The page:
Video Game Movies We Hate the Least
We live in a world where movie magic is constantly improving, and with that someone always starts to wonder what some of our favorite media would look like as a movie. There are plenty of successes where books and comic books are concerned. One only has to look at 2013 for a handful of examples. The prevailing loser of all adaptations, however, is video games. We can list about a dozen of bad video game adaptations (coughUweBollcough) just off the top of our heads, even more if we had a complete list in front of us. Why is that? Why can’t we get this sub-genre right?
Super Mario Bros. (1993), starring John Leguizamo and Bob Hoskins, is significant for two reasons: it broke open Pandora’s Box and unleashed the possibility of video games becoming feature films, and it was universally panned. Out of so many video games, Hollywood chose the Marios. Never mind the high fantasy Legend of Zelda, which had more story by that time than two plumber brothers jumping and smashing their way through different worlds to save a princess. Whatever.
There are a few gems in the myriad of bad video game movies, though. They’re listed for the fact that each one is still pretty watchable after the first viewing, and that somehow someone understood the atmospheric tone each game lent.
Lara Croft: Tomb Raider (2001)
Say what you will about this movie, but Lara Croft: Tomb Raider put video games back on the map for feature films. And if Angelina Jolie wasn’t on your radar before, she is now. The early 2000s marked a meteoric rise in the quality of film effects and over the top stunts. We can thank The Matrix and Crouching Tiger, Hidden Dragon for all of that. And what perfect subject matter to use all of this than a globe-trotting tomb raider visiting exotic locales rife with giant stone statues coming to life to kick your ass?
Was the movie perfect? Hell no. The plot was barely cohesive, and you can tell director Simon West was trying to jam in as much imagery that the video game is known for than putting in an actual story. The emotional side that they did manage to squeeze in felt so ham-fisted that it just fell flat. Not even an actual father-daughter duo with Jolie and Jon Voight could fully salvage the dialogue.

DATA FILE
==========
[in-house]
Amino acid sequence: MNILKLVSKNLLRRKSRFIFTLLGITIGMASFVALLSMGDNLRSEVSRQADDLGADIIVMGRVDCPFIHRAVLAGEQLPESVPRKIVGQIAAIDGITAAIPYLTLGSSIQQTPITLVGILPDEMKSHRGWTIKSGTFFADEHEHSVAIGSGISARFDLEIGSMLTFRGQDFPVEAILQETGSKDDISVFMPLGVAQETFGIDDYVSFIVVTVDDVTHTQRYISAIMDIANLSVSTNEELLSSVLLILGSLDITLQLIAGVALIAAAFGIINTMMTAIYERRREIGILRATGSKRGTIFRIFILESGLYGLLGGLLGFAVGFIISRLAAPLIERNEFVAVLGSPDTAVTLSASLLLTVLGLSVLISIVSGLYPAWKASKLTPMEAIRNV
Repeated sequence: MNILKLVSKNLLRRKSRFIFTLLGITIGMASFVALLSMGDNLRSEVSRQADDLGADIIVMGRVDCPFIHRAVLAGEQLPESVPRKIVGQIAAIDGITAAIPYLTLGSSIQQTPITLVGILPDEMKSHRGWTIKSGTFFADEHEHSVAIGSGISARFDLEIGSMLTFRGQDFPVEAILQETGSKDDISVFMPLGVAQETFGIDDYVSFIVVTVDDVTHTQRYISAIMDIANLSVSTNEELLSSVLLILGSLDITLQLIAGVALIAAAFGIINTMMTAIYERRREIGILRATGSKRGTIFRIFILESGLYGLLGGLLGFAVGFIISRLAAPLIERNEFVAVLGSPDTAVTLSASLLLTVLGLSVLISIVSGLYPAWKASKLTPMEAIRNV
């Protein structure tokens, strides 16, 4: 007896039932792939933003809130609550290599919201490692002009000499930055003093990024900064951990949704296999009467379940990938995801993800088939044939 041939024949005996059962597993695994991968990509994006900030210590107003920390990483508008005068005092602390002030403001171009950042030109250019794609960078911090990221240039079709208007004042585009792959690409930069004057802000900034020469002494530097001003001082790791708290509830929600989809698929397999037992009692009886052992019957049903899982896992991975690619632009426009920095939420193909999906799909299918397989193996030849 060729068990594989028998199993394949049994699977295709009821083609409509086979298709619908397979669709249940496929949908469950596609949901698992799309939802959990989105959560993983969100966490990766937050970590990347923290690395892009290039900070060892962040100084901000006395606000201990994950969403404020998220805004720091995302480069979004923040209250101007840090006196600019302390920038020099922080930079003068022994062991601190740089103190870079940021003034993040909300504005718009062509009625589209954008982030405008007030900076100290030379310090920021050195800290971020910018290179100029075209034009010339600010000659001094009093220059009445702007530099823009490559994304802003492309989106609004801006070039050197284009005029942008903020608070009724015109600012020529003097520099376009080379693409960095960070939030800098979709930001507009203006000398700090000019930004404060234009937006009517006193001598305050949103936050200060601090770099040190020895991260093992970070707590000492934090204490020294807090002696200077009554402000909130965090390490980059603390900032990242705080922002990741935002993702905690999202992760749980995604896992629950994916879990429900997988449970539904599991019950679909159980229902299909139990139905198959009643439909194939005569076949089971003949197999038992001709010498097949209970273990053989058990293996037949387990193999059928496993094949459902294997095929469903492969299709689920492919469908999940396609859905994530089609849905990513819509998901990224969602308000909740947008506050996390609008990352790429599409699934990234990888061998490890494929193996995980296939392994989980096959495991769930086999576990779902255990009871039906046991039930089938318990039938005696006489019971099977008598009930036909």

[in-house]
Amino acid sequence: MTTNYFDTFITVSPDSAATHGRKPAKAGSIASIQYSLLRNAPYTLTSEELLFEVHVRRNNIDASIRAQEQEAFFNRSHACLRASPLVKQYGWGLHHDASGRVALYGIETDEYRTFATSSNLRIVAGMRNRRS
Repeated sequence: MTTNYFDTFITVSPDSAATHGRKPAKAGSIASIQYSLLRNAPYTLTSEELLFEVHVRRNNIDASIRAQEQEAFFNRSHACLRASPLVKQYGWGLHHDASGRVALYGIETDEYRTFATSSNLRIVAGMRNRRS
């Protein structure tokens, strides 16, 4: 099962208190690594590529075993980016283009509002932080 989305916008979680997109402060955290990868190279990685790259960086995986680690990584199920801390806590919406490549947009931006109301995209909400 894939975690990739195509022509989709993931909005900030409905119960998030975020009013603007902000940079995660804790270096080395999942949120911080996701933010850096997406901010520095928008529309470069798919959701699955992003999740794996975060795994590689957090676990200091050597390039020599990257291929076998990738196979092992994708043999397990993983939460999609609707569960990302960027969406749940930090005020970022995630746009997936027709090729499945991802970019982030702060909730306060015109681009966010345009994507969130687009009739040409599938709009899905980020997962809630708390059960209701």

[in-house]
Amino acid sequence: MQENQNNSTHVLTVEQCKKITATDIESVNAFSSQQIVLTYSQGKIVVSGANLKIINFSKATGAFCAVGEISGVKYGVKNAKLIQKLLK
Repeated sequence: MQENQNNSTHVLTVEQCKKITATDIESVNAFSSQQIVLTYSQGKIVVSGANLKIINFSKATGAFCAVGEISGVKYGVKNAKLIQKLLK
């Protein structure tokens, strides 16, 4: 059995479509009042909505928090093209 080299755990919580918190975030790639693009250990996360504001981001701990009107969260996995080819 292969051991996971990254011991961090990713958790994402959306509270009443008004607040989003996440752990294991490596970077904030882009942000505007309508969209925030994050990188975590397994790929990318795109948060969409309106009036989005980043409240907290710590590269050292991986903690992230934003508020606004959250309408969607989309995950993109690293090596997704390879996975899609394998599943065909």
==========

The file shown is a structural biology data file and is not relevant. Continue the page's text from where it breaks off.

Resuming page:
Why don’t we completely hate it? The action sequences are top notch (bungie ballet fight!), Angelina Jolie still makes a perfect Lara Croft, and future James Bond actor, Daniel Craig, is in it. If they ever decide to revisit Lara in the movies again because of Crystal Dynamic’s reboot, we would certainly be the first in line to buy a ticket.
Silent Hill (2006)
Director Christophe Gans is a fan of the Silent Hill games. So much so that he approached Konami to request rights to make a movie. A lot of us were surprised by this movie. It contained several elements Silent Hill fans recognized. Fan service abound! But functional fan service. Gans’ passion for the games is apparent through the visual and artistic style throughout the film. The atmosphere he created just worked. Too bad for the clunky dialogue.
Aside from the spectacular and atmospheric visuals and creepy makeup, the violence was what really got to us. Dark Alessa unleashing literal hell on the citizens of Silent Hill in the church was so disturbing, you couldn’t look away. Rapey barbed wires are never a fun time. Oh! And we’re pretty sure this is the first (and only?) movie in which Sean Bean doesn’t die. His fate in the sequel is debatable.
Red Faction Origins (2011)
Red Factions Origins never made it to the movie theaters, but it did have the distinguished honor of being a SyFy production. Sharknado this movie was not. Thank the old gods and the new. SyFy is notorious for letting just any regular schmuck make a movie, even way back when the spelling of its name made sense. Movies or mini-series with decent production and acting are far and few between. Just off the top of our heads, we can only think of Tin Man and Neverland. Red Faction Origins has the prestigious honor of not only being a video we hated the least, but also a SyFy movie we didn’t hate, period. Sure its story of redemption is a bit formulaic, but it at least made you feel like you weren’t wasting your time.